This is a true story

I was guilty from the moment she picked up the phone to call the police. The truth never mattered, of course, and neither did the consistent hole in her ever-changing version of events. In one single night, I lost my wife, my home, everything I ever owned, and my freedom. It would take a few more months for me to lose my sanity — and, nearly five full years later, I still haven’t recovered.

Stunningly beautiful, intelligent, and accomplished, she was an absolute dream come true. We came from completely different worlds (Latvia is a place I still can’t locate on a map), and, basically, had little in common, but something just felt right about being with her.

Even though it was always clear that something wasn’t quite right.

She stood me up on what was supposed to be our first date. Days later, I found out she had a medical emergency (due to stomach issues) and was rushed to a hospital. She apologized through her friend, ‘Mark’; who told me she would be home by the end of the week. Six months passed by before she finally admitted that her ‘medical emergency’ was actually the result of her saying the wrong thing to her therapist. While I sat in a bar waiting for an attractive woman to show up for some drinks, she was being admitted into a psychiatric ward for a mandatory week of observation.

Eventually, I also learned that she met me after sleeping – and falling in love – with her engaged roommate ‘Mark’. The first version of events involved her getting drunk and waking up to him trying to take advantage of her. After a few on-the-spot rewrites, she finally admitted to seducing him… and that she originally asked me out in order to make him jealous (because he wasn’t willing to leave his fiancĂ©). And, yes, I started to put together all of the times she was willing to be as loud as possible during sex — as long as we were at her place.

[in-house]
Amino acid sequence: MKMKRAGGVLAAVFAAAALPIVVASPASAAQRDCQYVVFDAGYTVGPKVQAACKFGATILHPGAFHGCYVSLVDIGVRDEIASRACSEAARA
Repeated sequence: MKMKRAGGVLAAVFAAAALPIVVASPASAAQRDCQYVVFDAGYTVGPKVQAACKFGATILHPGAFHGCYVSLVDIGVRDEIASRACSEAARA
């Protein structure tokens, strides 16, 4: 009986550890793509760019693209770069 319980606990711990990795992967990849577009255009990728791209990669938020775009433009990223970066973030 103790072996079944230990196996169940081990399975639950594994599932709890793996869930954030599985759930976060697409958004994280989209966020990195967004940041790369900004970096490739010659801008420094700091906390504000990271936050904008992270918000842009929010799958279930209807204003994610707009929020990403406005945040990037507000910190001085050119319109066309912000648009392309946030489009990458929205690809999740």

Writing all of this today, with the benefit of time and hindsight, I feel weak and incredibly stupid. I didn’t put up with a lot of shit because ‘I was in love’; I put up with a lot of shit because I was desperate to feel loved. I overlooked being lied to and being used because someone was willing to stand in front of me and say what I needed to hear. I wasn’t in love — I was in pain.

As expected, the lies and half-truths continued. She hid a nervous breakdown (and a suicide threat) that occurred during a weekend trip to New Jersey for her best friend’s wedding. She failed to mention unusual childhood traumas that would have explained her behavior. In light of everything else, I have every reason to believe her previous legal troubles involving an ex-boyfriend were misrepresented to cast her in the familiar role of ‘victim’. And, intentionally or not, she misled me about the type of professional help she was receiving during the course of our marriage.

“You have the right to remain silent.”

The legal process in reality is not the same one we enjoy when Stabler and Benson come to the rescue. Once you are arrested, that whole ‘Presumed Innocent’ is left behind. I was treated as an imminent threat from the moment police showed up on the scene, and I was both terrified and utterly humiliated. I can still see the gun pointed directly at my chest. I can still feel being thrown face-first into the wall right outside my front door. And I can still see my former neighbor and friend staring at me for the very last time.

I remember the officers who drove me to the courthouse, and the questionably helpful advice they offered. At the time, I was grateful with how they treated me, but, now, I wonder if they were just trying to get me to lower my guard and talk. I don’t know how often it happens, but I do remember one officer’s attempt to get me to smile and laugh while he took my mugshot. It’s rare for people to look good, but it’s really easy for someone to look guilty with a smile on their face.